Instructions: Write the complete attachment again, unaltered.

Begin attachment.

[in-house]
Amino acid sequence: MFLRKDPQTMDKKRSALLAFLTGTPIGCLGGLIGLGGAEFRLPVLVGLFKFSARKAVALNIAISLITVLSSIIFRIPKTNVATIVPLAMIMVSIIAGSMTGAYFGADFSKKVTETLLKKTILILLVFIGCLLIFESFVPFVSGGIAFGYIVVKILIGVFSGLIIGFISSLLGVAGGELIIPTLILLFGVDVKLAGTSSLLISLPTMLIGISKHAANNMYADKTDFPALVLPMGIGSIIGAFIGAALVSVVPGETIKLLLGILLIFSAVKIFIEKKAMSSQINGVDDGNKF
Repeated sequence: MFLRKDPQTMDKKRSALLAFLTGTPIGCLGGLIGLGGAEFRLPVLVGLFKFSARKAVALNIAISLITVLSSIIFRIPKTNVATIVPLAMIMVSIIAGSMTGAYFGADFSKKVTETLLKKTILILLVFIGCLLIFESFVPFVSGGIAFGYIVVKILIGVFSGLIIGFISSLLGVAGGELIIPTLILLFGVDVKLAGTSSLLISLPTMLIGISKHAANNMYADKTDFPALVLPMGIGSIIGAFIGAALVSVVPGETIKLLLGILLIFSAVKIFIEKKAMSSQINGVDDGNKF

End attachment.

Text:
[in-house]
Amino acid sequence: MFLRKDPQTMDKKRSALLAFLTGTPIGCLGGLIGLGGAEFRLPVLVGLFKFSARKAVALNIAISLITVLSSIIFRIPKTNVATIVPLAMIMVSIIAGSMTGAYFGADFSKKVTETLLKKTILILLVFIGCLLIFESFVPFVSGGIAFGYIVVKILIGVFSGLIIGFISSLLGVAGGELIIPTLILLFGVDVKLAGTSSLLISLPTMLIGISKHAANNMYADKTDFPALVLPMGIGSIIGAFIGAALVSVVPGETIKLLLGILLIFSAVKIFIEKKAMSSQINGVDDGNKF
Repeated sequence: MFLRKDPQTMDKKRSALLAFLTGTPIGCLGGLIGLGGAEFRLPVLVGLFKFSARKAVALNIAISLITVLSSIIFRIPKTNVATIVPLAMIMVSIIAGSMTGAYFGADFSKKVTETLLKKTILILLVFIGCLLIFESFVPFVSGGIAFGYIVVKILIGVFSGLIIGFISSLLGVAGGELIIPTLILLFGVDVKLAGTSSLLISLPTMLIGISKHAANNMYADKTDFPALVLPMGIGSIIGAFIGAALVSVVPGETIKLLLGILLIFSAVKIFIEKKAMSSQINGVDDGNKF